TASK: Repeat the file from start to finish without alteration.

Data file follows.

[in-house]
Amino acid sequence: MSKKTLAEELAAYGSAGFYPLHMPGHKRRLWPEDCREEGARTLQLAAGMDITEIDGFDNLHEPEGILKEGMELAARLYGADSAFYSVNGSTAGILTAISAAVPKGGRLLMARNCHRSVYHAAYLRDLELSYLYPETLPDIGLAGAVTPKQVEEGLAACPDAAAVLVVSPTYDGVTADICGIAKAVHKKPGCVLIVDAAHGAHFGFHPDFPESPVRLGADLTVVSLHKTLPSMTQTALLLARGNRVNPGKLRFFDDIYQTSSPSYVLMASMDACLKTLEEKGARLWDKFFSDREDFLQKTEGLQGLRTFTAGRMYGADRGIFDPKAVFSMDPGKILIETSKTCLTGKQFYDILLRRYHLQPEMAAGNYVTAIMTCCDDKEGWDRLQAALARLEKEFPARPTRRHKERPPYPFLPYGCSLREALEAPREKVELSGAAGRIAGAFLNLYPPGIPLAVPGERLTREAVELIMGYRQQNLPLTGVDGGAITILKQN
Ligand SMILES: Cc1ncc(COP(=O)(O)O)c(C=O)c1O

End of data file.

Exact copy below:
[in-house]
Amino acid sequence: MSKKTLAEELAAYGSAGFYPLHMPGHKRRLWPEDCREEGARTLQLAAGMDITEIDGFDNLHEPEGILKEGMELAARLYGADSAFYSVNGSTAGILTAISAAVPKGGRLLMARNCHRSVYHAAYLRDLELSYLYPETLPDIGLAGAVTPKQVEEGLAACPDAAAVLVVSPTYDGVTADICGIAKAVHKKPGCVLIVDAAHGAHFGFHPDFPESPVRLGADLTVVSLHKTLPSMTQTALLLARGNRVNPGKLRFFDDIYQTSSPSYVLMASMDACLKTLEEKGARLWDKFFSDREDFLQKTEGLQGLRTFTAGRMYGADRGIFDPKAVFSMDPGKILIETSKTCLTGKQFYDILLRRYHLQPEMAAGNYVTAIMTCCDDKEGWDRLQAALARLEKEFPARPTRRHKERPPYPFLPYGCSLREALEAPREKVELSGAAGRIAGAFLNLYPPGIPLAVPGERLTREAVELIMGYRQQNLPLTGVDGGAITILKQN
Ligand SMILES: Cc1ncc(COP(=O)(O)O)c(C=O)c1O